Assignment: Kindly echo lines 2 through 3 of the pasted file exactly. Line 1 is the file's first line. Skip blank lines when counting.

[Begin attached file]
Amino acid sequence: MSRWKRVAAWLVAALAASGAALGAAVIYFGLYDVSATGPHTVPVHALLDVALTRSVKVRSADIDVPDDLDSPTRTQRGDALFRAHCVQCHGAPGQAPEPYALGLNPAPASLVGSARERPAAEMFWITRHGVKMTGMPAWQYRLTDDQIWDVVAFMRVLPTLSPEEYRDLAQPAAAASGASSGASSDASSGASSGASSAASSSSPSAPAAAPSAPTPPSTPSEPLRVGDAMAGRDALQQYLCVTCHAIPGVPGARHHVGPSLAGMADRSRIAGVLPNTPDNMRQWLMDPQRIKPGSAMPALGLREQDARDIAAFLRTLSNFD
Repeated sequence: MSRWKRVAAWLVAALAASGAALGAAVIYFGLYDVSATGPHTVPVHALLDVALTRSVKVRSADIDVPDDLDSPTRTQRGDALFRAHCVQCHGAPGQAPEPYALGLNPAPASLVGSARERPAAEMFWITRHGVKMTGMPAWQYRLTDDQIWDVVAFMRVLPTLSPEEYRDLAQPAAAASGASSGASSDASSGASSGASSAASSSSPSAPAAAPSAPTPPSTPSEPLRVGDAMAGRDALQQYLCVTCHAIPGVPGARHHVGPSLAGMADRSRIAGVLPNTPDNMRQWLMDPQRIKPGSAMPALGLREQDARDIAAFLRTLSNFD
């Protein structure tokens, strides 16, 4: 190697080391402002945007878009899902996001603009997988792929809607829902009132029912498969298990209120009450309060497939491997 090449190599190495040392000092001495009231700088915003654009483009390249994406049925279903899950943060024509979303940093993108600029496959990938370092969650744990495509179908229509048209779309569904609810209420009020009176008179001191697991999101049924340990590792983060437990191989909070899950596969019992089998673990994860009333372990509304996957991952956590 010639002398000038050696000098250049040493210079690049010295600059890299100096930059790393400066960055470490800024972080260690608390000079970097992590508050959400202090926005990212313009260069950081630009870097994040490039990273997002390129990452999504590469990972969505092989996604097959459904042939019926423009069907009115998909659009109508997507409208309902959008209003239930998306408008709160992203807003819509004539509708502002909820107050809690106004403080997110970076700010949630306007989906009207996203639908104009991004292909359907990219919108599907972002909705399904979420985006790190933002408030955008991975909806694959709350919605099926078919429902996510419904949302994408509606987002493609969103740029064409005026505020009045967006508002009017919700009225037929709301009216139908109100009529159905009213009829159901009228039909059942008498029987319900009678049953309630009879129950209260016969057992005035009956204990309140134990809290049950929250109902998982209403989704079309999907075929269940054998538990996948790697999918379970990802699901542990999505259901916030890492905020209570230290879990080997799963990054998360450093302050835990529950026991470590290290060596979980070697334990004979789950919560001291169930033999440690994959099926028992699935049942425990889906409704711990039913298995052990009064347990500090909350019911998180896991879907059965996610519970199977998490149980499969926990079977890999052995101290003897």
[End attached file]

Repeated sequence: MSRWKRVAAWLVAALAASGAALGAAVIYFGLYDVSATGPHTVPVHALLDVALTRSVKVRSADIDVPDDLDSPTRTQRGDALFRAHCVQCHGAPGQAPEPYALGLNPAPASLVGSARERPAAEMFWITRHGVKMTGMPAWQYRLTDDQIWDVVAFMRVLPTLSPEEYRDLAQPAAAASGASSGASSDASSGASSGASSAASSSSPSAPAAAPSAPTPPSTPSEPLRVGDAMAGRDALQQYLCVTCHAIPGVPGARHHVGPSLAGMADRSRIAGVLPNTPDNMRQWLMDPQRIKPGSAMPALGLREQDARDIAAFLRTLSNFD
């Protein structure tokens, strides 16, 4: 190697080391402002945007878009899902996001603009997988792929809607829902009132029912498969298990209120009450309060497939491997 090449190599190495040392000092001495009231700088915003654009483009390249994406049925279903899950943060024509979303940093993108600029496959990938370092969650744990495509179908229509048209779309569904609810209420009020009176008179001191697991999101049924340990590792983060437990191989909070899950596969019992089998673990994860009333372990509304996957991952956590 010639002398000038050696000098250049040493210079690049010295600059890299100096930059790393400066960055470490800024972080260690608390000079970097992590508050959400202090926005990212313009260069950081630009870097994040490039990273997002390129990452999504590469990972969505092989996604097959459904042939019926423009069907009115998909659009109508997507409208309902959008209003239930998306408008709160992203807003819509004539509708502002909820107050809690106004403080997110970076700010949630306007989906009207996203639908104009991004292909359907990219919108599907972002909705399904979420985006790190933002408030955008991975909806694959709350919605099926078919429902996510419904949302994408509606987002493609969103740029064409005026505020009045967006508002009017919700009225037929709301009216139908109100009529159905009213009829159901009228039909059942008498029987319900009678049953309630009879129950209260016969057992005035009956204990309140134990809290049950929250109902998982209403989704079309999907075929269940054998538990996948790697999918379970990802699901542990999505259901916030890492905020209570230290879990080997799963990054998360450093302050835990529950026991470590290290060596979980070697334990004979789950919560001291169930033999440690994959099926028992699935049942425990889906409704711990039913298995052990009064347990500090909350019911998180896991879907059965996610519970199977998490149980499969926990079977890999052995101290003897």